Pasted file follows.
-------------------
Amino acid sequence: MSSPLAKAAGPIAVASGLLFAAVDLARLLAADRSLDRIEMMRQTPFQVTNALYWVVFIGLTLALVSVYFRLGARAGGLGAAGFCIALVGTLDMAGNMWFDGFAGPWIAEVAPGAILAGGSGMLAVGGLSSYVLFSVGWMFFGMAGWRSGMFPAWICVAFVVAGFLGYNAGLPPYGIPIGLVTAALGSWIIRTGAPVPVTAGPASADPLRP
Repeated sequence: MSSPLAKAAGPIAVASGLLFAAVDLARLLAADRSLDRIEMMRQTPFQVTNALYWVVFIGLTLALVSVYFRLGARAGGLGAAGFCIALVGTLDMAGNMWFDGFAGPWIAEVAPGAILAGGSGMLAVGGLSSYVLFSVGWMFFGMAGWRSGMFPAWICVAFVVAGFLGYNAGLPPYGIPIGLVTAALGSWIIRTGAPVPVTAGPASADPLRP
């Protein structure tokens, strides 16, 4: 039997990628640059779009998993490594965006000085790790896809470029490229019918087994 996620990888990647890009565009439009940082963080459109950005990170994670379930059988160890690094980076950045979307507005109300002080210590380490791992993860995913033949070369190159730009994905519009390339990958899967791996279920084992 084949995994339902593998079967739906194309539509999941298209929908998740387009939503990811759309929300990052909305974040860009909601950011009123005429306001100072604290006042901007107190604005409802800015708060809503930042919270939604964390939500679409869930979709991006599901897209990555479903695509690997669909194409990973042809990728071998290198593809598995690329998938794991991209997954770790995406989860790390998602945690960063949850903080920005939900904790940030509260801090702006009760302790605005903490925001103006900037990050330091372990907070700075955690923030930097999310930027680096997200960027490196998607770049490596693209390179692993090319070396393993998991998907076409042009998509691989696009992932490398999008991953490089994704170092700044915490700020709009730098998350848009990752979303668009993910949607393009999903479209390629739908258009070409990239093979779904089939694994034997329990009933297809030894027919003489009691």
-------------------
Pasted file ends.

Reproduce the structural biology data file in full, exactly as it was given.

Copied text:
Amino acid sequence: MSSPLAKAAGPIAVASGLLFAAVDLARLLAADRSLDRIEMMRQTPFQVTNALYWVVFIGLTLALVSVYFRLGARAGGLGAAGFCIALVGTLDMAGNMWFDGFAGPWIAEVAPGAILAGGSGMLAVGGLSSYVLFSVGWMFFGMAGWRSGMFPAWICVAFVVAGFLGYNAGLPPYGIPIGLVTAALGSWIIRTGAPVPVTAGPASADPLRP
Repeated sequence: MSSPLAKAAGPIAVASGLLFAAVDLARLLAADRSLDRIEMMRQTPFQVTNALYWVVFIGLTLALVSVYFRLGARAGGLGAAGFCIALVGTLDMAGNMWFDGFAGPWIAEVAPGAILAGGSGMLAVGGLSSYVLFSVGWMFFGMAGWRSGMFPAWICVAFVVAGFLGYNAGLPPYGIPIGLVTAALGSWIIRTGAPVPVTAGPASADPLRP
């Protein structure tokens, strides 16, 4: 039997990628640059779009998993490594965006000085790790896809470029490229019918087994 996620990888990647890009565009439009940082963080459109950005990170994670379930059988160890690094980076950045979307507005109300002080210590380490791992993860995913033949070369190159730009994905519009390339990958899967791996279920084992 084949995994339902593998079967739906194309539509999941298209929908998740387009939503990811759309929300990052909305974040860009909601950011009123005429306001100072604290006042901007107190604005409802800015708060809503930042919270939604964390939500679409869930979709991006599901897209990555479903695509690997669909194409990973042809990728071998290198593809598995690329998938794991991209997954770790995406989860790390998602945690960063949850903080920005939900904790940030509260801090702006009760302790605005903490925001103006900037990050330091372990907070700075955690923030930097999310930027680096997200960027490196998607770049490596693209390179692993090319070396393993998991998907076409042009998509691989696009992932490398999008991953490089994704170092700044915490700020709009730098998350848009990752979303668009993910949607393009999903479209390629739908258009070409990239093979779904089939694994034997329990009933297809030894027919003489009691």